Register call a cry for help

Glenn CordingleyBroome Advertiser
Relationship with Alcohol Illustration: Don Lindsay
Camera IconRelationship with Alcohol Illustration: Don Lindsay Credit: The West Australian

Business leaders have backed calls from police for the introduction of a Kimberley-wide banned drinker register but the State Government is far from convinced.

At the same time the NT Government was rolling out its own banned drinker register in Darwin, Broome Chamber of Trade and Industry president Peter Taylor said the time had come for the town to make a stand.

Mr Taylor said Broome had many of the same issues as the NT and urgent action was needed to tackle unacceptable rates of alcohol consumption by individuals in the broader community and the subsequent effect on health, crime and domestic violence.

Kimberley district Superintendent Allan Adams said police were keen to pursue the conversation around a banned drinker-type register.

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“Speaking to people from the NT, the approach works in reducing the alcohol-related harm in those areas with historical concentrated alcohol dysfunction,” he said.

“I think it is an initiative that needs to be part of the current alcohol harm reduction conversation.”

But Racing and Gaming Minister Paul Papalia said there were already avenues under the Liquor Control Act open to the licensing authority and police in terms of prohibiting and barring members of the public from licensed premises, including probation orders and barring notices.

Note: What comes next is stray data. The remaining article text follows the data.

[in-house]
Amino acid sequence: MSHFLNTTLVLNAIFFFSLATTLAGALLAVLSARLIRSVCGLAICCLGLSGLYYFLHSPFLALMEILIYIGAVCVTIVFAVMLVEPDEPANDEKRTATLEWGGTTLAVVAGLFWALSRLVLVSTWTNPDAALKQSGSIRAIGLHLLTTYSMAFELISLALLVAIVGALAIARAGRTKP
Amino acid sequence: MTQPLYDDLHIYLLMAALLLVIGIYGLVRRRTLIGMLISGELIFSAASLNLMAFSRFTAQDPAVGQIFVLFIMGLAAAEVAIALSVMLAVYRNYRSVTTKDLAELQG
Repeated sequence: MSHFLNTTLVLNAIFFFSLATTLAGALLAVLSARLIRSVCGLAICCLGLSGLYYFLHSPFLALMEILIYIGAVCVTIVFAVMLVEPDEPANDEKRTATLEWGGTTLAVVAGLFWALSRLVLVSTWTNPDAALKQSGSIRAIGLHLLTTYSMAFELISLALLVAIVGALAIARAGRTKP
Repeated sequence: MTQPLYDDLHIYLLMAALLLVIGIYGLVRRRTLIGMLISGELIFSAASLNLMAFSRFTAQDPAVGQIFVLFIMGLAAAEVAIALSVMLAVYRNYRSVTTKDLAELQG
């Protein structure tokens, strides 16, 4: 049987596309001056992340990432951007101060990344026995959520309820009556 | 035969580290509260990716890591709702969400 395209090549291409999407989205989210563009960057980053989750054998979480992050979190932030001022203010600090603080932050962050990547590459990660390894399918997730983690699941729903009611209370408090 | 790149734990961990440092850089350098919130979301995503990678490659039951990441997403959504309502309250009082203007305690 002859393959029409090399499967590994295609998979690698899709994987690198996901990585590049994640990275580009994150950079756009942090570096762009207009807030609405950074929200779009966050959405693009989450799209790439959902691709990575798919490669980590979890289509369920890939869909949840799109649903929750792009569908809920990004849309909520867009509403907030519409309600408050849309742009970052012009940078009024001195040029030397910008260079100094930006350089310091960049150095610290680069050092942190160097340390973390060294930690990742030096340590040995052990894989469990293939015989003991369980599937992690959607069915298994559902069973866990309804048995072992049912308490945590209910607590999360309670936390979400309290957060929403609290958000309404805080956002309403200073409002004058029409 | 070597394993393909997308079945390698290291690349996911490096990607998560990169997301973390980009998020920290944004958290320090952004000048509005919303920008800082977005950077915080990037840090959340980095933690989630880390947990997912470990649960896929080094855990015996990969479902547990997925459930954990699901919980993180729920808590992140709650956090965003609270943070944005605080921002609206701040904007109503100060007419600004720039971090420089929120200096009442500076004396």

“On top of that licensees have the right to bar anyone from their premises for any reason they see fit,” he said. “The McGowan Government would need to see some robust evidence that demonstrates introducing a banned drinker register successfully reduces alcohol related harm before considering a proposal.”

Mr Taylor said intolerable issues in Broome and the wider Kimberley relating to excessive alcohol consumption were well known.

“The overall cost to individuals, the community, businesses and the unnecessary pressures placed on our police force and health services is huge,” he said.

“And we should not kid ourselves that the visual evidence of this isn’t having a bad effect on perceptions of Broome and the region as a great tourist destination, an industry which is a significant employer but struggling against strong national and international competition.”

Even though the town has been touted as a potential location for a cashless welfare trial, Mr Taylor said the measure was not going to be implemented any time soon.

“The banned drinkers register is no silver bullet; however, it does directly target the problem drinkers. It should be able to be implemented much quicker than other measures and it does not impose restrictions unnecessarily on the boarder community other than to show ID,” he said.

“Early intervention and implementation of this or a similar banned drinker register will start to tackle these problems here and work towards a much healthier community sooner rather than later.”

Earlier this year, police carried out a number of point-of-sale-operations at bottle shops in Broome, Derby, Kununurra and Wyndham.

Police engaged people attending bottle shops over the Easter long weekend, identifying those with backgrounds that precluded their entry under the Liquor Control Act.

Supt Adams said the checks resulted in 1240 people denied entry and massive reductions in harm indicators across the Kimberley. He said the rate of alcohol-related harm in the Kimberley was intolerable.

“I am very keen to engage all parties in this conversation to hopefully lead to changes which improve the lifestyle of all Kimberley residents but particularly the kids,” he said.

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